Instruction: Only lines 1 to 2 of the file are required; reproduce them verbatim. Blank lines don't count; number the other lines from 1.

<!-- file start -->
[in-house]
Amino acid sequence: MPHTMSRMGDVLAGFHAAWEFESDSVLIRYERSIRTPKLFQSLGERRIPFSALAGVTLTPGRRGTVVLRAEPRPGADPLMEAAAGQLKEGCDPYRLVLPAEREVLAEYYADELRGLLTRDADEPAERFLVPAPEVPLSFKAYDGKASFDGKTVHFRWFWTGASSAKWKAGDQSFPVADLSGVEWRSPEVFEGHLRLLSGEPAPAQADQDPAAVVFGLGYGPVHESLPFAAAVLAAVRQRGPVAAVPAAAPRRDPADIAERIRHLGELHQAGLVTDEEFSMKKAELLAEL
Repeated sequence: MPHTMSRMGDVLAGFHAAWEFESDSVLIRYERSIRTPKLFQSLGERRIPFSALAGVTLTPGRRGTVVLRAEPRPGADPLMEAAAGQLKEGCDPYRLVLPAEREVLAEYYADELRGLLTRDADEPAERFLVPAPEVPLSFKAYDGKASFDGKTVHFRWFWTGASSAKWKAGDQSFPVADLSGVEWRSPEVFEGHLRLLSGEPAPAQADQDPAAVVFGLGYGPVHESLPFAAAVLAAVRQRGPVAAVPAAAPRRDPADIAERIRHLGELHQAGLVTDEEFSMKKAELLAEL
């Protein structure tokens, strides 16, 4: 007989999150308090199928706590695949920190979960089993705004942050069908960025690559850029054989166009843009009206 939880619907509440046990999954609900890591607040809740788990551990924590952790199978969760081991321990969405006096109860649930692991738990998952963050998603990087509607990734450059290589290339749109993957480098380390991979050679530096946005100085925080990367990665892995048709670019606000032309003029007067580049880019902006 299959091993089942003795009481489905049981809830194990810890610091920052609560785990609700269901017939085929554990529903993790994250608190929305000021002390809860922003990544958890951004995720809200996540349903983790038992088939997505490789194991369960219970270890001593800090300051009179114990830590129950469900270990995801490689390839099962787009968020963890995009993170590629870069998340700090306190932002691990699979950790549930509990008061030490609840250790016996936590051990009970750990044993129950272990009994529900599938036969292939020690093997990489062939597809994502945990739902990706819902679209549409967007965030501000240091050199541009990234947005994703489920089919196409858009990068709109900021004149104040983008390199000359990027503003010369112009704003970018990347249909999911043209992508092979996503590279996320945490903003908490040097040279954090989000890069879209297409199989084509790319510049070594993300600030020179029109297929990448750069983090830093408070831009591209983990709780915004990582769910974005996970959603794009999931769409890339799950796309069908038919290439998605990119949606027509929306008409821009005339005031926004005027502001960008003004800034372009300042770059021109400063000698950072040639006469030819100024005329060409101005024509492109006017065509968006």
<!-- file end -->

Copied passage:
[in-house]
Amino acid sequence: MPHTMSRMGDVLAGFHAAWEFESDSVLIRYERSIRTPKLFQSLGERRIPFSALAGVTLTPGRRGTVVLRAEPRPGADPLMEAAAGQLKEGCDPYRLVLPAEREVLAEYYADELRGLLTRDADEPAERFLVPAPEVPLSFKAYDGKASFDGKTVHFRWFWTGASSAKWKAGDQSFPVADLSGVEWRSPEVFEGHLRLLSGEPAPAQADQDPAAVVFGLGYGPVHESLPFAAAVLAAVRQRGPVAAVPAAAPRRDPADIAERIRHLGELHQAGLVTDEEFSMKKAELLAEL